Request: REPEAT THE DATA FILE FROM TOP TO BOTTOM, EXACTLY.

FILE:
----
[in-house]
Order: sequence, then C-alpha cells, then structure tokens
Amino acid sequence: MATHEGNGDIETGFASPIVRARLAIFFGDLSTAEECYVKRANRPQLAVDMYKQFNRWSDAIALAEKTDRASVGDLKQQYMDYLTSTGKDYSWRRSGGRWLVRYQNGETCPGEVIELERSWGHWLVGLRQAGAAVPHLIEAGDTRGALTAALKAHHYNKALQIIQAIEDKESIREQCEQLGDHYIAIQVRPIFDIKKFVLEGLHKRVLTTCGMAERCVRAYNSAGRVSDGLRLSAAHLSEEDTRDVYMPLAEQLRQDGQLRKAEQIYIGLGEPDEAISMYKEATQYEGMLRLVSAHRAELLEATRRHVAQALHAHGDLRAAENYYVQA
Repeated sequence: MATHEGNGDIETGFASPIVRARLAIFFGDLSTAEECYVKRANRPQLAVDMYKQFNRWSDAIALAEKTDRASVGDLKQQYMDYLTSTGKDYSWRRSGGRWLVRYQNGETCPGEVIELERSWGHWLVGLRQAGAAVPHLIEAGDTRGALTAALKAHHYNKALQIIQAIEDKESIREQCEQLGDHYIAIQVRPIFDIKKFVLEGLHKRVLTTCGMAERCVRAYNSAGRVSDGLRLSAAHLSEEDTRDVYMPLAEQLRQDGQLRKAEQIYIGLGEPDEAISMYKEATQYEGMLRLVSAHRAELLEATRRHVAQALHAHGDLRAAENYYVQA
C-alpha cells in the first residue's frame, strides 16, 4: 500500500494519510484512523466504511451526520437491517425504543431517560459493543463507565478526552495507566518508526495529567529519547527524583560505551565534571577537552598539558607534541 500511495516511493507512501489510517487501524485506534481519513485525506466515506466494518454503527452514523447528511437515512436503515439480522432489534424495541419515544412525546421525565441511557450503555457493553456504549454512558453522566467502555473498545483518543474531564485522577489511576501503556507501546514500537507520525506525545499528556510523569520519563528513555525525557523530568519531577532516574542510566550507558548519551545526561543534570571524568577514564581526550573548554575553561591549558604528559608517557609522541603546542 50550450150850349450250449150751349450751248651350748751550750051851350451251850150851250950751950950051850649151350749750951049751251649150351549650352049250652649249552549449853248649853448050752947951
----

[in-house]
Order: sequence, then C-alpha cells, then structure tokens
Amino acid sequence: MATHEGNGDIETGFASPIVRARLAIFFGDLSTAEECYVKRANRPQLAVDMYKQFNRWSDAIALAEKTDRASVGDLKQQYMDYLTSTGKDYSWRRSGGRWLVRYQNGETCPGEVIELERSWGHWLVGLRQAGAAVPHLIEAGDTRGALTAALKAHHYNKALQIIQAIEDKESIREQCEQLGDHYIAIQVRPIFDIKKFVLEGLHKRVLTTCGMAERCVRAYNSAGRVSDGLRLSAAHLSEEDTRDVYMPLAEQLRQDGQLRKAEQIYIGLGEPDEAISMYKEATQYEGMLRLVSAHRAELLEATRRHVAQALHAHGDLRAAENYYVQA
Repeated sequence: MATHEGNGDIETGFASPIVRARLAIFFGDLSTAEECYVKRANRPQLAVDMYKQFNRWSDAIALAEKTDRASVGDLKQQYMDYLTSTGKDYSWRRSGGRWLVRYQNGETCPGEVIELERSWGHWLVGLRQAGAAVPHLIEAGDTRGALTAALKAHHYNKALQIIQAIEDKESIREQCEQLGDHYIAIQVRPIFDIKKFVLEGLHKRVLTTCGMAERCVRAYNSAGRVSDGLRLSAAHLSEEDTRDVYMPLAEQLRQDGQLRKAEQIYIGLGEPDEAISMYKEATQYEGMLRLVSAHRAELLEATRRHVAQALHAHGDLRAAENYYVQA
C-alpha cells in the first residue's frame, strides 16, 4: 500500500494519510484512523466504511451526520437491517425504543431517560459493543463507565478526552495507566518508526495529567529519547527524583560505551565534571577537552598539558607534541 500511495516511493507512501489510517487501524485506534481519513485525506466515506466494518454503527452514523447528511437515512436503515439480522432489534424495541419515544412525546421525565441511557450503555457493553456504549454512558453522566467502555473498545483518543474531564485522577489511576501503556507501546514500537507520525506525545499528556510523569520519563528513555525525557523530568519531577532516574542510566550507558548519551545526561543534570571524568577514564581526550573548554575553561591549558604528559608517557609522541603546542 50550450150850349450250449150751349450751248651350748751550750051851350451251850150851250950751950950051850649151350749750951049751251649150351549650352049250652649249552549449853248649853448050752947951